Fighter Irom's stunning defeat

When Irom Chanu Sharmila decided to plunge into active politics by contesting against then chief minister and Congress heavyweight Okram Ibobi Singh on his own turf instead of her home constituency of Khurai, nobody thought the job would be easy even for Manipur’s “Iron Lady”. Singh is well established, rooted and understands the constituency, its people and issues.

Sharmila was new not only to the constituency but to local pressures and to electoral politics itself. People knew it would be difficult if not impossible to defeat Singh though the anti-incumbency sentiment against a three-term CM offered some opportunities. In that sense, Sharmila’s defeat was not surprising. But her total vote count of a mere 90 has come as a shocker, and people in faraway corners of the country are now asking how and why did such a celebrated activist fail in so spectacular a fashion.

In fact, the battle in the CM’s constituency of Thoubal decimated everyone but the winner: Singh got 18,649 votes, well ahead of BJP’s Leitanthem Basanta Singh, who bagged 8,179 votes. Sharmila got less than even the Trinamool Congress contender who managed a meagre 144 votes.

Sharmila’s struggle started in the sleepy town of Malom in November 2000, when 10 civilians were gunned down allegedly by the Assam Rifles personnel, emboldened by immunity under the Armed Forces (Special Powers) Acts (AFSPA), 1958. Rattled by this horrific incident, the young poetess took a decision that was destined to make her world famous. She started a fast-unto-death, demanding the repeal of the draconian AFSPA.

The friends and assorted allies around Sharmila helped her get good publicity but developed into a coterie as her struggle continued for 16 long years. They wanted her fast to continue. Being in and out of hospital, and force-fed under court orders, she needed their support to build up her narrative against the AFSPA. But as she attained a demigod like status, the coterie, allegedly including some of her close family members, exploited this stature.

Sharmila announced the withdrawal of her fast on July 26, 2016, and eventually did it on August 9, partly influenced by Desmond Coutinho, an NRI originally from Goa who became close to Sharmila and wanted her to withdraw while her supporters asked her to stick on. The differences took their own toll on the struggle.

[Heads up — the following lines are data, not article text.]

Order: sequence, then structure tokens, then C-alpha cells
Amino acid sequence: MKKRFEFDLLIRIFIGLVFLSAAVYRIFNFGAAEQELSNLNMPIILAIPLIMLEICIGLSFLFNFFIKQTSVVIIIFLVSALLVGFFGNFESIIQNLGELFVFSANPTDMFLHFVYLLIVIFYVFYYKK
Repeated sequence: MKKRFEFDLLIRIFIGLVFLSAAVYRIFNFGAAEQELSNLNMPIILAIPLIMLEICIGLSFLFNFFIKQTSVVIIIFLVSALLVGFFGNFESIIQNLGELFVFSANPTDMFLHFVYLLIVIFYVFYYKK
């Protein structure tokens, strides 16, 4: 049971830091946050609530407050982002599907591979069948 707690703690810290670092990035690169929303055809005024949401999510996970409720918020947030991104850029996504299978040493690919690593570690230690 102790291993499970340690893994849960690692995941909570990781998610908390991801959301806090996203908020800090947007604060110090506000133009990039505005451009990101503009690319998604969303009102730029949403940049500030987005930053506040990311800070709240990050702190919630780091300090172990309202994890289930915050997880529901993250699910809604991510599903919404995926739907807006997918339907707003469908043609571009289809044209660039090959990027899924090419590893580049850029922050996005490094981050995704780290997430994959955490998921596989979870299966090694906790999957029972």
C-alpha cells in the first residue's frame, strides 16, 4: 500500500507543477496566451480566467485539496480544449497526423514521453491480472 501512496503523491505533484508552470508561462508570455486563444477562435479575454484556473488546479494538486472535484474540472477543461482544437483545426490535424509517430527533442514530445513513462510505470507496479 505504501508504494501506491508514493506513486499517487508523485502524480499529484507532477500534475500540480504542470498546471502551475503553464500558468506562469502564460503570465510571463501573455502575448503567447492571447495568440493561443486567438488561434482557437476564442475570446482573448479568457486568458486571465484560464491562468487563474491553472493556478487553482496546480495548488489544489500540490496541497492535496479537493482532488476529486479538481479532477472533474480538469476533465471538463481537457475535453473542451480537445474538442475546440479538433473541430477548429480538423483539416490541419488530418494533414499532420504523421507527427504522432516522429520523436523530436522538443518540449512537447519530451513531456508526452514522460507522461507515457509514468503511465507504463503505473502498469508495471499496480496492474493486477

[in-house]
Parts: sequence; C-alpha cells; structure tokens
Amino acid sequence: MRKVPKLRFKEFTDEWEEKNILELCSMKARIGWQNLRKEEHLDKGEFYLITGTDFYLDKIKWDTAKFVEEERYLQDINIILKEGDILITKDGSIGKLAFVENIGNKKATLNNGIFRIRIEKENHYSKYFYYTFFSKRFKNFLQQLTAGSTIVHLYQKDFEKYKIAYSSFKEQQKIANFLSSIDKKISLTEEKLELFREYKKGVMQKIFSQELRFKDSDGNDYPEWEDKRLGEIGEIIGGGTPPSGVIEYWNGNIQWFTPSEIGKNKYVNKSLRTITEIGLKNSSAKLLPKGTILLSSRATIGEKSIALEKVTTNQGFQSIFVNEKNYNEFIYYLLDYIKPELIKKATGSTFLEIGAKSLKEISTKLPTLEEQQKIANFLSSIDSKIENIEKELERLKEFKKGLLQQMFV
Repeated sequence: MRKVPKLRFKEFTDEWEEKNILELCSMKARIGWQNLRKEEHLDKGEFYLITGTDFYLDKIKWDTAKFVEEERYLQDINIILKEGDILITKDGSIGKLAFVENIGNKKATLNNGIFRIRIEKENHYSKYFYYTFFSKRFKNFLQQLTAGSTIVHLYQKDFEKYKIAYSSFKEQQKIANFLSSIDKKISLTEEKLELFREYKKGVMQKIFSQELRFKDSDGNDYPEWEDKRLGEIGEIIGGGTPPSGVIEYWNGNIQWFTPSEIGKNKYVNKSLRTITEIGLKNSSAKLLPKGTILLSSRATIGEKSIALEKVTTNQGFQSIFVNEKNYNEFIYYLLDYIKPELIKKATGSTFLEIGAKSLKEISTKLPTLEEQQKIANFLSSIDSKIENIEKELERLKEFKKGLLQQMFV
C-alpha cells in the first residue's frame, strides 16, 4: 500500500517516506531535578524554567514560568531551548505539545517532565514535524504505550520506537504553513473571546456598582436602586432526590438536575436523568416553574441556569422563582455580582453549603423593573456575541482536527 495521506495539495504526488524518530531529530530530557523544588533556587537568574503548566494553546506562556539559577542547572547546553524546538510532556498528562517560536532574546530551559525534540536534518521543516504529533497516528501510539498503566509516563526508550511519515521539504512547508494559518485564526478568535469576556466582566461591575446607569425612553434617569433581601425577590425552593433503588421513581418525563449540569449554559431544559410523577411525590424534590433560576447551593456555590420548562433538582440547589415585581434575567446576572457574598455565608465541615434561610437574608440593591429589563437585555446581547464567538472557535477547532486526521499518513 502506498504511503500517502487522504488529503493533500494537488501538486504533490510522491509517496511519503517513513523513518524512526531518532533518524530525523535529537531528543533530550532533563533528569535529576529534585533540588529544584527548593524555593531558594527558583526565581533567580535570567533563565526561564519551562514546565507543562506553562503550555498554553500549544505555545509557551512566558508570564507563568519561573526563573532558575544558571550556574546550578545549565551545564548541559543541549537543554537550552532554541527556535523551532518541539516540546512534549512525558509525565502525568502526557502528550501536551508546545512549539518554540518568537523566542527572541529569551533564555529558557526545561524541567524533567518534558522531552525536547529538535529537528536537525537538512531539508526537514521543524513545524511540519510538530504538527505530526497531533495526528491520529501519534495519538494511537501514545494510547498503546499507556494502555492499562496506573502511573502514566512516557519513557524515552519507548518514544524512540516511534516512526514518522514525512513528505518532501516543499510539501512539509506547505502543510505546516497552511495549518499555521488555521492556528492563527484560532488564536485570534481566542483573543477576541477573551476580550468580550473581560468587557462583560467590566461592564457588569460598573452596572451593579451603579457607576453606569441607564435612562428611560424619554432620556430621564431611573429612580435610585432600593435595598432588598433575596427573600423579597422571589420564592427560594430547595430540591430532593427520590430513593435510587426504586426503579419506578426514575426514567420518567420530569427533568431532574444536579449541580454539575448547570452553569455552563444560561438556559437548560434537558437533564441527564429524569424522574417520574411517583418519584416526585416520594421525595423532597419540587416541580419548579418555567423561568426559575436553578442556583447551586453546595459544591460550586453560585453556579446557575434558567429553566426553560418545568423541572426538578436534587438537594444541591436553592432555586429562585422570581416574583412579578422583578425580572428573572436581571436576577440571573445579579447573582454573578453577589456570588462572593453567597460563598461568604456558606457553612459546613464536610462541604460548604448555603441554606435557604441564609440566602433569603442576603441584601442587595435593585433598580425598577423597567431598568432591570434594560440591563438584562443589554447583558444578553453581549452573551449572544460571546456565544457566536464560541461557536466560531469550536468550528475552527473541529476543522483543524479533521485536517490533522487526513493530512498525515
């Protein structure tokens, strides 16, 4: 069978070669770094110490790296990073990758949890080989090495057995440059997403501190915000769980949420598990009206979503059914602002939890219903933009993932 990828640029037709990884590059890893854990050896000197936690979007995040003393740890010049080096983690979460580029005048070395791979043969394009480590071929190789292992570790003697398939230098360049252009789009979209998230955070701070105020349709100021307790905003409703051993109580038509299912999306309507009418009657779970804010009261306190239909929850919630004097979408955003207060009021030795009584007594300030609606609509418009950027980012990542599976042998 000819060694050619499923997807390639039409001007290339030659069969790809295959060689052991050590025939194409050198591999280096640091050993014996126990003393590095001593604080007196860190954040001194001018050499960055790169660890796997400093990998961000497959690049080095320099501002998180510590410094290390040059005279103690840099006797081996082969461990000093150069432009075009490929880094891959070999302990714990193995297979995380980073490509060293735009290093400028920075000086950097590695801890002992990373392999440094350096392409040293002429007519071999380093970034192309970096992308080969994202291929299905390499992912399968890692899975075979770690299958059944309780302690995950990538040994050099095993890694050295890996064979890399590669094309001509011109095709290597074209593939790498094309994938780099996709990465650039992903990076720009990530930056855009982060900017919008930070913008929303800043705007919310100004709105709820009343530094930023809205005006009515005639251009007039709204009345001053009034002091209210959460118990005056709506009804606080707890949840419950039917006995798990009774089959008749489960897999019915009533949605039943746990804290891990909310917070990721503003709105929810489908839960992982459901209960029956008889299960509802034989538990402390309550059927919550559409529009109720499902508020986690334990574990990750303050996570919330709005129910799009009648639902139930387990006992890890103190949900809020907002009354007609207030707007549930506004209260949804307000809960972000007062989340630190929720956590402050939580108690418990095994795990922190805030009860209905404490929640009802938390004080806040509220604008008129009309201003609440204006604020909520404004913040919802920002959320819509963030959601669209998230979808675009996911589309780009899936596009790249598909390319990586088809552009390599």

Immediately after her release, Sharmila found much to her shock that she was virtually alone. The huge group of supporters had deserted the iron lady and even her brother expressed disappointment at her decision. When she formed the People’s Resurgence and Justice Alliance, Sharmila had neither money nor the people to manage the election.

The fact that her party contested only three seats proves that conclusively. The only other two candidates from her Alliance in election 2017 — the Harvard-educated Erendro Leichombam, who contested from Thangmeiband and Najima Bibi from Wabagai — also received a drubbing, bagging 573 and 33 votes, respectively.

Naïve, emotional

There is a powerful section of the civil society that strongly feels Sharmila is too naïve and emotional and not cut out for the rough and tumble of electoral politics. Many people in Manipur want the AFSPA dead and buried. But they are equally concerned about other issues like rising prices, growing unemployment, economic blockade, endless ethnic conflicts which her party failed to highlight. As a result, the mass voters could not relate to her lukewarm campaign based on one issue.

Also, the established parties are quite adept in the electoral game. A staggering amount has been spent here by both the Congress and the BJP in the recent election. Apart from that, a subterranean feeling of patriarchy, not uncommon in Manipuri society, quietly worked against her.

When the results were declared, Irom Sharmila’s eyes welled up, but she did not allow her tears to diminish her steely resolve. Yet, there was also a glimpse into why she failed at this juncture. Electoral politics is all about convincing people and then gracefully bowing to their verdict. Sharmila on the other hand was quoted as saying that the people she spoke to were sympathetic to her cause but voted for others, and that they were “selfish”.

It was in a way an admission that she was a fighter who was more at home battling it out and steadfast in her struggle, rather than accepting the fact that ordinary voters back home can think and act differently.

(Bora is an author based in Guwahati)
(The Billion Press)

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